Authors: Allen J, Marshall CR
Title: Parent-Child Interaction Therapy (PCIT) in school-aged children with specific language impairment
Source: International Journal of Language and Communication Disorders 2011 46(4): 397-410
Year: 2011
Research Design: Randomised Controlled Trial
Rating Score: 03/10
This rating is confirmed
Eligibility specified - Y
Random allocation - Y
Concealed allocation - N
Baseline comparability - N
Blind subjects - N
Blind therapists - N
Blind assessors - N
Adequate follow-up - Y
Intention-to-treat analysis - N
Between-group comparisons - Y
Point estimates and variability - N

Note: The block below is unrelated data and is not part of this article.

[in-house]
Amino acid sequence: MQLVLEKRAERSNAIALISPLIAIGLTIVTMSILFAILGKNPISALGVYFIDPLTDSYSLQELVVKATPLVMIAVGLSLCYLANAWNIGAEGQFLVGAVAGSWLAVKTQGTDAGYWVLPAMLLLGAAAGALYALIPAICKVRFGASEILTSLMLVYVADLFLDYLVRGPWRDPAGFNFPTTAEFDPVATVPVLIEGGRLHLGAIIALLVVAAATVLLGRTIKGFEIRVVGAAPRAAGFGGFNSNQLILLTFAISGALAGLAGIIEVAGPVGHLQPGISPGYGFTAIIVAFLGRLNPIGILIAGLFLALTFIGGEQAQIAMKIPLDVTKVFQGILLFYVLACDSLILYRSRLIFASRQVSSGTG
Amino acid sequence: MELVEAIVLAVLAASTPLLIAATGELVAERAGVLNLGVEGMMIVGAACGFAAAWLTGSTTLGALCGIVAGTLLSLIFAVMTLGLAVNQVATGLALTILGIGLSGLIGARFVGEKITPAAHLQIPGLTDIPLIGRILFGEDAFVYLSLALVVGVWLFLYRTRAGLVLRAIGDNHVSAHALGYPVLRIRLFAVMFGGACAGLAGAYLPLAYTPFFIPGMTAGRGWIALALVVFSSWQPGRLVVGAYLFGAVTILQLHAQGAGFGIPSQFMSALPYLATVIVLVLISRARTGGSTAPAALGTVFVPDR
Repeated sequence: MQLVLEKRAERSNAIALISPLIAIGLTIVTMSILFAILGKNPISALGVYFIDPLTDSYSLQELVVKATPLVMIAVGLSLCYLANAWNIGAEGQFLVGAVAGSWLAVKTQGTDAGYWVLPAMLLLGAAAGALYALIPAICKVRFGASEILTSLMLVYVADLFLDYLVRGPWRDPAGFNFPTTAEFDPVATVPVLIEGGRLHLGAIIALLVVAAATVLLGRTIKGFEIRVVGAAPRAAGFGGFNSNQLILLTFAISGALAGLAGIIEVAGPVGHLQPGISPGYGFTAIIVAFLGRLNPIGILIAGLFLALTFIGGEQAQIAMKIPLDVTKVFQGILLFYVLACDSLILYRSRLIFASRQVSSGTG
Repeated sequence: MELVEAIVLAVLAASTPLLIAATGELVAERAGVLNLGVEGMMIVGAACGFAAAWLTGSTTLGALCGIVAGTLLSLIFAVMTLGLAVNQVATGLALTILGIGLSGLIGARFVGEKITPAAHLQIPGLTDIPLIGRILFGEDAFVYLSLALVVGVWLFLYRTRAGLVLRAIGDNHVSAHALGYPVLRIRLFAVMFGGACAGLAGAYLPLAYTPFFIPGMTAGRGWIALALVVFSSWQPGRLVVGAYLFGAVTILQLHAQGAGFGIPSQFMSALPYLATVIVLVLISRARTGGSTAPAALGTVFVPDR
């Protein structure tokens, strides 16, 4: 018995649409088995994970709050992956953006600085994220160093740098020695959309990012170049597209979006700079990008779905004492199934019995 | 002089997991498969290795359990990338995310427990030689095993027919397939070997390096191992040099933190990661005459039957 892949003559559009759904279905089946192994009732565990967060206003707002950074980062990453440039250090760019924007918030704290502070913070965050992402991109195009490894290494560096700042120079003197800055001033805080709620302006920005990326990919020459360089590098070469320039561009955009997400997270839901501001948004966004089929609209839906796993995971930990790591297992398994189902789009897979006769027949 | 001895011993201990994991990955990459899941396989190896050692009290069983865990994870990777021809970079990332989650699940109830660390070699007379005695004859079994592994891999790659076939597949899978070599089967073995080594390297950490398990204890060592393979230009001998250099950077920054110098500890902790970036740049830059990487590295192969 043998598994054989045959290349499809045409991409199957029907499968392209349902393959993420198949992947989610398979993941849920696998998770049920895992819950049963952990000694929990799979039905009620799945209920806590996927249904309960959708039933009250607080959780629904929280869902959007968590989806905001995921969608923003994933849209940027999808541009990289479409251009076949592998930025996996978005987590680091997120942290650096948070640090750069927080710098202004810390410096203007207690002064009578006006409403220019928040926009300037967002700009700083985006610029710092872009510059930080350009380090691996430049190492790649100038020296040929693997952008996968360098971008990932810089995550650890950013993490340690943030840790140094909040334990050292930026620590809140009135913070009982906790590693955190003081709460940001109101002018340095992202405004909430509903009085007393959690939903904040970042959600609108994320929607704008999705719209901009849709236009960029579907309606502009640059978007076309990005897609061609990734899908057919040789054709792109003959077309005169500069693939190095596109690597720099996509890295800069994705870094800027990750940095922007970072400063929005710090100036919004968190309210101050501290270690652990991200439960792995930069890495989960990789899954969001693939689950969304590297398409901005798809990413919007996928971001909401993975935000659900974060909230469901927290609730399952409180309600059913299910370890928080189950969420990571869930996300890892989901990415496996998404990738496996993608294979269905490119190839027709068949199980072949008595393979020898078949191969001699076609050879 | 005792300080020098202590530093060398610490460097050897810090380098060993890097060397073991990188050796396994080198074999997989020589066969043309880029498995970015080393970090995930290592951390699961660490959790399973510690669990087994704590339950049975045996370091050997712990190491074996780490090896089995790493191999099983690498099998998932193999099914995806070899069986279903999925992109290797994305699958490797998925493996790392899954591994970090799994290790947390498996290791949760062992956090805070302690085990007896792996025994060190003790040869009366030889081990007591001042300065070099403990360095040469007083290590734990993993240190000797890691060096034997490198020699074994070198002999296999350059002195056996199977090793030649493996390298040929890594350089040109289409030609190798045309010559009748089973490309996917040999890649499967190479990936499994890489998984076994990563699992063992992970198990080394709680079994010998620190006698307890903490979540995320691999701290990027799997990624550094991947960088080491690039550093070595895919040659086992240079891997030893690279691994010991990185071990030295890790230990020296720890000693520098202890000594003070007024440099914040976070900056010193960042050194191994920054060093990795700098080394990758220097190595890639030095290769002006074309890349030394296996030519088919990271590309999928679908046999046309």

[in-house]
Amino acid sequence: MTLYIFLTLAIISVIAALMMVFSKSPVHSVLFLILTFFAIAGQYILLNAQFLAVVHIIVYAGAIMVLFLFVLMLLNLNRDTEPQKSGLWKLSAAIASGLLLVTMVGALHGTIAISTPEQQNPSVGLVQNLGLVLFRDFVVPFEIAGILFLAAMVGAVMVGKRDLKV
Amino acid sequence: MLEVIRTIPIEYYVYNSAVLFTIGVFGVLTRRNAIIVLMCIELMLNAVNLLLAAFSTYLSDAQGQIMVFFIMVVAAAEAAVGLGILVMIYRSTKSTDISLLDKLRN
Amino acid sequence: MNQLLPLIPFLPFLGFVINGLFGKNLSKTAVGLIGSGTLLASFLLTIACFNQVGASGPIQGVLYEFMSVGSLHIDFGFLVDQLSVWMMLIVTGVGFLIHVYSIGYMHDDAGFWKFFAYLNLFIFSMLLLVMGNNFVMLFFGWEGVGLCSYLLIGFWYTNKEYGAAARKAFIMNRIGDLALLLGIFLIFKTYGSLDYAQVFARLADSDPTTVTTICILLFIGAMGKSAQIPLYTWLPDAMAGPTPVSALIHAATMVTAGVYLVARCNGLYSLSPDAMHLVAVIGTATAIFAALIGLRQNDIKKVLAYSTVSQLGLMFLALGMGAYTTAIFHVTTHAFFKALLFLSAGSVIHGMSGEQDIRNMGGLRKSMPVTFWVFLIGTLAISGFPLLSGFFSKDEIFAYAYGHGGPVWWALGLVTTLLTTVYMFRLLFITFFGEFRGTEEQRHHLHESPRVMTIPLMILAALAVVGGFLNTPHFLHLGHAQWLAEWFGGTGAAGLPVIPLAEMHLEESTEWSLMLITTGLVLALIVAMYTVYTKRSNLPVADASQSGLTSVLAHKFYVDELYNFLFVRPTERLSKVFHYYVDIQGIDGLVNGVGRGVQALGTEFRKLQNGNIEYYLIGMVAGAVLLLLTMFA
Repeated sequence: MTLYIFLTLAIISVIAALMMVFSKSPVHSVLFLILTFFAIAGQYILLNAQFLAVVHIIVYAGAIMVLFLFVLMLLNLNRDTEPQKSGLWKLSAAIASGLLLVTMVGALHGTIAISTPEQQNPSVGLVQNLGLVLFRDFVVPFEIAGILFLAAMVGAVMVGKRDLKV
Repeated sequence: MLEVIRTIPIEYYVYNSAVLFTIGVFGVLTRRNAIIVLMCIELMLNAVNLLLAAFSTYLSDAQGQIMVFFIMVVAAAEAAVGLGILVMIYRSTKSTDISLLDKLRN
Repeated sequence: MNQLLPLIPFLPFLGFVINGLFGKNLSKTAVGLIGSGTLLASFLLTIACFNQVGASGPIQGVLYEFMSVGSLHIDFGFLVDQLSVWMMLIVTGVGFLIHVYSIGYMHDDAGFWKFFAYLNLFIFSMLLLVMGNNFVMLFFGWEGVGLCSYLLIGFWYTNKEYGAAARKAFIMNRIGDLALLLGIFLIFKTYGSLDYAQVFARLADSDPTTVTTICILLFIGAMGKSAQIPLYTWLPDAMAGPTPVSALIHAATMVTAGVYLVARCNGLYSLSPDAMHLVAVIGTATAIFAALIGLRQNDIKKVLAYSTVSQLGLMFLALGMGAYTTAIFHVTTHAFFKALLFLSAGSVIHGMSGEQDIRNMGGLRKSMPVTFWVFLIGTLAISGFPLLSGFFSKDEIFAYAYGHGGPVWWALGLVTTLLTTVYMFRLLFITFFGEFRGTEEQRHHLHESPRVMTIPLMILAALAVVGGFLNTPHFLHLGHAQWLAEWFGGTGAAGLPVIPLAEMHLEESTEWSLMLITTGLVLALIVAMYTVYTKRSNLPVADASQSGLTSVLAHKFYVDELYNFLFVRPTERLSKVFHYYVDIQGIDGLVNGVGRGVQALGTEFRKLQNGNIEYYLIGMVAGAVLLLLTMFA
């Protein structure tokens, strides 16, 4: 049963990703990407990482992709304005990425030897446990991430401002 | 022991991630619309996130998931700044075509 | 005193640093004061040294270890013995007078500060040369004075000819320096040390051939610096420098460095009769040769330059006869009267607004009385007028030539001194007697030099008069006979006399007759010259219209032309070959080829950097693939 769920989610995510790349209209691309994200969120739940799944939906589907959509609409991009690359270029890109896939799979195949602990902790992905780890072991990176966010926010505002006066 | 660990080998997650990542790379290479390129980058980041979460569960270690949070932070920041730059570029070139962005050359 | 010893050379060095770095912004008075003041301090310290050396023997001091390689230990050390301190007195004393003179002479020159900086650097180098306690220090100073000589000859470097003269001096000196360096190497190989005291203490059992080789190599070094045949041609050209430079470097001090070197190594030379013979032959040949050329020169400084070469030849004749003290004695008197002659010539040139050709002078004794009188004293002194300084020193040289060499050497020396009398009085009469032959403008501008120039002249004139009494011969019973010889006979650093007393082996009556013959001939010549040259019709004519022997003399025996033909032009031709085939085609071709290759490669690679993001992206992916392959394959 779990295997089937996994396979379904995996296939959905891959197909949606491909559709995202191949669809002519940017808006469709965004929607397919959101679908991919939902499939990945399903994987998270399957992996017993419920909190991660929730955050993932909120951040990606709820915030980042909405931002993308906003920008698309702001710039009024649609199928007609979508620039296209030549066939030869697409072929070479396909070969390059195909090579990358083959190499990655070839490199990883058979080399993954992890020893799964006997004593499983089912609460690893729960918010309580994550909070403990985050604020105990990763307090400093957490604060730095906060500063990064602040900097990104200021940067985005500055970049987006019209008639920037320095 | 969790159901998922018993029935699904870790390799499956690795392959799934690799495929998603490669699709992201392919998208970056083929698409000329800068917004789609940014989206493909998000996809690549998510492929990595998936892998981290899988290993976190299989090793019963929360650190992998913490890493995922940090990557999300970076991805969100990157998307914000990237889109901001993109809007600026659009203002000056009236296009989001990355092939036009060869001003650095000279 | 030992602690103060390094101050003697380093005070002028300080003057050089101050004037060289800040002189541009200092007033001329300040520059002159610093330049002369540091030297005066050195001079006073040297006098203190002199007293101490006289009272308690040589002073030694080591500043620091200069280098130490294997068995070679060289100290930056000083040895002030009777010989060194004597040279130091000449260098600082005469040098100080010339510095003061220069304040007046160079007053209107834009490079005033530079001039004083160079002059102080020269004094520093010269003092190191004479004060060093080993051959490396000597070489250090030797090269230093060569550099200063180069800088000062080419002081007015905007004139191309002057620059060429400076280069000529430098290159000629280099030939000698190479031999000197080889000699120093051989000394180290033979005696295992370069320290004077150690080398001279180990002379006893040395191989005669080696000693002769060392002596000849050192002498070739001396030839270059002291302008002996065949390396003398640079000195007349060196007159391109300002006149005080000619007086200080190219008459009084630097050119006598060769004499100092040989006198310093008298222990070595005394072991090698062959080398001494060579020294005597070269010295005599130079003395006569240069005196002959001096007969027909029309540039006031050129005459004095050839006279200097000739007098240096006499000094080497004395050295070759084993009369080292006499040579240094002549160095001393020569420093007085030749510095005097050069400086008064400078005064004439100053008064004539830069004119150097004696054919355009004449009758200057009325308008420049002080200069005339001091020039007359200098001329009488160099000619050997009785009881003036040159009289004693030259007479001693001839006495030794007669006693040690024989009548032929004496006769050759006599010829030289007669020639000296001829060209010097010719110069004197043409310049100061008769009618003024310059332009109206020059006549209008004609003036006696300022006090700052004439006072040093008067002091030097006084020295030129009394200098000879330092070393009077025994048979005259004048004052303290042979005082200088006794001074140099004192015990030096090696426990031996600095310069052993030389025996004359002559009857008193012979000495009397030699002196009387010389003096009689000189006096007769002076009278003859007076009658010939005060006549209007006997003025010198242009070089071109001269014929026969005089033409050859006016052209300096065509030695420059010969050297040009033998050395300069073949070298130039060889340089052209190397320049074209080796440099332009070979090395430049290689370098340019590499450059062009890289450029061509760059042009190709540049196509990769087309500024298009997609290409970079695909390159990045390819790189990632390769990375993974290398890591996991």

Background: Parents play a critical role in their child's language development. Therefore, advising parents of a child with language difficulties on how to facilitate their child's language might benefit the child. Parent-Child Interaction Therapy (PCIT) has been developed specifically for this purpose. In PCIT, the speech-and-language therapist (SLT) works collaboratively with parents, altering interaction styles to make interaction more appropriate to their child's level of communicative needs. Aims: This study investigates the effectiveness of PCIT in 8-10-year-old children with specific language impairment (SLI) in the expressive domain. It aimed to identify whether PCIT had any significant impact on the following communication parameters of the child: verbal initiations, verbal and non-verbal responses, mean length of utterance (MLU), and proportion of child-to-parent utterances. Methods & Procedures: Sixteen children with SLI and their parents were randomly assigned to two groups: treated or delayed treatment (control). The treated group took part in PCIT over a 4-week block, and then returned to the clinic for a final session after a 6-week consolidation period with no input from the therapist. The treated and control group were assessed in terms of the different communication parameters at three time points: pre-therapy, post-therapy (after the 4-week block) and at the final session (after the consolidation period), through video analysis. It was hypothesized that all communication parameters would significantly increase in the treated group over time and that no significant differences would be found in the control group. Outcomes & Results: All the children in the treated group made language gains during spontaneous interactions with their parents. In comparison with the control group, PCIT had a positive effect on three of the five communication parameters: verbal initiations, MLU and the proportion of child-to-parent utterances. There was a marginal effect on verbal responses, and a trend towards such an effect for non-verbal responses. Conclusions & Implications: Despite the small group sizes, this study provides preliminary evidence that PCIT can achieve its treatment goals with 8-10-year-olds who have expressive language impairments. This has potentially important implications for how mainstream speech and language services provide intervention to school-aged children. In contrast to direct one-to-one therapy, PCIT offers a single block of therapy where the parents' communication and interaction skills are developed to provide the child with an appropriate language-rich environment, which in turn could be more cost-effective for the service provider.

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